Patriotism and the Goal of Global Peace

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Diane Randall has served as the Executive Secretary of Friends Committee on National Legislation since March 2011. Before joining FCNL, Diane spent nine years in Connecticut as Executive Director of Partnership for Strong Communities, a non-profit working for solutions to homelessness. She is a member of Hartford Monthly Meeting, New England Yearly Meeting. Diane spoke by phone with Western Friend on December 10, 2013. The following text was drawn from a transcript of that interview.

WF: [After preliminary chatting . . . ] I’m interested in exploring the concept of patriotism and how it intersects with our hopes for creating a peaceful world. So I’m interested in how you see people’s sense of national identity being an influence on our search for global peace – as an obstacle or as a positive influence.

DR: The challenge with the term “patriotism” is that it is a word that has a lot of meanings. For some people it means fidelity to one’s country and a willingness to serve one’s country. That might mean serving in a military capacity, and for others, it might mean serving in a way that strengthens the country for human security, or for equality, or for many of the other noble ideals that define our aspirations as a democracy. When I think of patriotism, I think back to our founding document, the Declaration of Independence. Of course it said all men are created equal, but I think of it as promoting ideals that are universal – equality and liberty.  The challenge is that for many people, patriotism gets caught up in a notion of national security interpreted as only military might. At FCNL, we look at security differently, not through the notion of military strength.

One of the projects that FCNL has worked on this past year is a publication with AFSC on the idea of “shared security.” We don’t directly talk about patriotism in that, but we do talk about the idea of human security, which goes right to the heart of one of the core tenets in the Religious Society of Friends, the idea of equality, the idea that God loves every person, and that every person has that of God in him or her. If in fact that is the case, then we need to regard our behavior in the world in the way that God might regard it.

WF: When you use the word “security” in that context, what do you mean?

DR: I think of liberty and equality and opportunity, ideas that, when effectively practiced, give people a sense of security. In the concept of human security, people can pursue their lives without fear of violence, in ways that are meaningful – they can worship, be educated, seek the kinds of human fulfillment that we all desire, without threat. So, even though it’s common for people to think of national security in terms of being “protected,” when we talk of human security, we’re talking about creating a condition of peace and opportunity, allowing for individuals and communities to come first, not countries first.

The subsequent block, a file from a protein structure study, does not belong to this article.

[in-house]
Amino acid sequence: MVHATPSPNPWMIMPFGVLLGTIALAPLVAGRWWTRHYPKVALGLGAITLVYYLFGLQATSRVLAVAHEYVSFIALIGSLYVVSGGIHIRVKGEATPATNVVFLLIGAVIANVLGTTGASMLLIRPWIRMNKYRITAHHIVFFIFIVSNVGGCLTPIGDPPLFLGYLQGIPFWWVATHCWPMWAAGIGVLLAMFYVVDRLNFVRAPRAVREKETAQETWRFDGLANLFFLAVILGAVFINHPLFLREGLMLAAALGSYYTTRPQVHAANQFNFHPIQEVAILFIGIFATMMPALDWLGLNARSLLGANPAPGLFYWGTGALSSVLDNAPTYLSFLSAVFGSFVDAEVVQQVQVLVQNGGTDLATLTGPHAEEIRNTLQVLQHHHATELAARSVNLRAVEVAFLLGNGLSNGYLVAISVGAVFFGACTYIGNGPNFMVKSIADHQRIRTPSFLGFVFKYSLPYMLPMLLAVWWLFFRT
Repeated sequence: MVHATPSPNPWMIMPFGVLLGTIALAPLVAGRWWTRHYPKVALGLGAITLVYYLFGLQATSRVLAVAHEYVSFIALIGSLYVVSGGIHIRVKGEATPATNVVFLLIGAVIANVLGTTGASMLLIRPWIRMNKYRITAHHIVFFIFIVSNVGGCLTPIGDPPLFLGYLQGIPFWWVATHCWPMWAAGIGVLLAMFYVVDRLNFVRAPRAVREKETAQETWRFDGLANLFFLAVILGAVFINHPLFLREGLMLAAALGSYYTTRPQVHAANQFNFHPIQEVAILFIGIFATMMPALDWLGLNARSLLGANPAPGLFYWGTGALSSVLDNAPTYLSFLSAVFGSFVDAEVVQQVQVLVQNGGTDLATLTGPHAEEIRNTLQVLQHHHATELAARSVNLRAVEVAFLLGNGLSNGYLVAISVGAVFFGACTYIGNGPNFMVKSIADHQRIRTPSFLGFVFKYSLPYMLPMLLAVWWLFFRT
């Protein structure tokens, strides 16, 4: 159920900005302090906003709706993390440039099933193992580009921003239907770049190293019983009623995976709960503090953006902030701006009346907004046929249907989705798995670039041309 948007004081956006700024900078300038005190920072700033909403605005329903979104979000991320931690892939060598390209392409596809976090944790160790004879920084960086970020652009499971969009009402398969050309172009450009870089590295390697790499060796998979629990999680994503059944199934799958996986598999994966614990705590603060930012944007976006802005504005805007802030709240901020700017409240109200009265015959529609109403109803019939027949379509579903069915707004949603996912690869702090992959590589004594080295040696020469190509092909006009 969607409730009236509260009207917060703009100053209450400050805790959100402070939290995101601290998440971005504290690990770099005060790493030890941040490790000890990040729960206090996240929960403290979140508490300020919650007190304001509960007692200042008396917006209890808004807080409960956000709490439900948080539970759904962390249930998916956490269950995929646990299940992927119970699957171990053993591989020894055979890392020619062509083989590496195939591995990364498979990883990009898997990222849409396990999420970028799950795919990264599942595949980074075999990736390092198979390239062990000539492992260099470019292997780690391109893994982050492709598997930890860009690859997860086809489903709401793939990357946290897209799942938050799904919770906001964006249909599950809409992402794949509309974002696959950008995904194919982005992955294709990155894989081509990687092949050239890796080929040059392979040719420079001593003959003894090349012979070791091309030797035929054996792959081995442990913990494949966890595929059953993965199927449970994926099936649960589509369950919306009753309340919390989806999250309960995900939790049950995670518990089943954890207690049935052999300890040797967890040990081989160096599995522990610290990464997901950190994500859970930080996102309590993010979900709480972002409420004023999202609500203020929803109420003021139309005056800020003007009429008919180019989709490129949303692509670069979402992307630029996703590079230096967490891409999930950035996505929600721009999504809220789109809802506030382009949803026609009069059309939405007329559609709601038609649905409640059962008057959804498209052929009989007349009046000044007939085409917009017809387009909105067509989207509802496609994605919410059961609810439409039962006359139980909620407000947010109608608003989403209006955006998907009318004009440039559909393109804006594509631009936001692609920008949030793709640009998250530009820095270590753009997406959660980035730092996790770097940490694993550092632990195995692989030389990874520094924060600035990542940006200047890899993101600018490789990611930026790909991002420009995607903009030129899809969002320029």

WF: My mind is going off in a direction now that’s different from the questions I have here. I can’t remember which book it was that I read right after the financial meltdown in 2008, but it became pretty darkly clear to me then that the powers of the nation-state are kind of puny now, compared to international capital. I’m interested in your reflections on the role of the nation-state and its weakness in protecting human security.

DR: FCNL’s mission is to influence U.S. public policy. But it became clear to us as we were working on the shared security project that there are many other powerful influences at work in the world in addition to governments that have bearing on people’s livelihoods and their sense of security.

We see that people focus their activism in a variety of ways to influence power or decision-makers. For example, people are choosing to develop stronger communities at a very local level, based on a sustainable living model. And we see it in shareholder activism, trying to influence corporate responsibility. When people want to change systems, they look at where power lies and clearly, there’s power in the global economic system, distinct from the power in the nation-state.

But there’s no question that when the President of the United States makes a statement or a decision the effect of that is felt – often around the globe. And when Congress takes action or doesn’t take action, the effect of that is felt. Nation-states have a huge impact on our lives, although I do think the centers of power are shifting.

WF: And I’m thinking, I don’t see international capital as being democratic. And so I wonder if part of patriotism is finding a way to reset the seat of power in our democratic institutions? And I wonder, on a global level, how possible is that?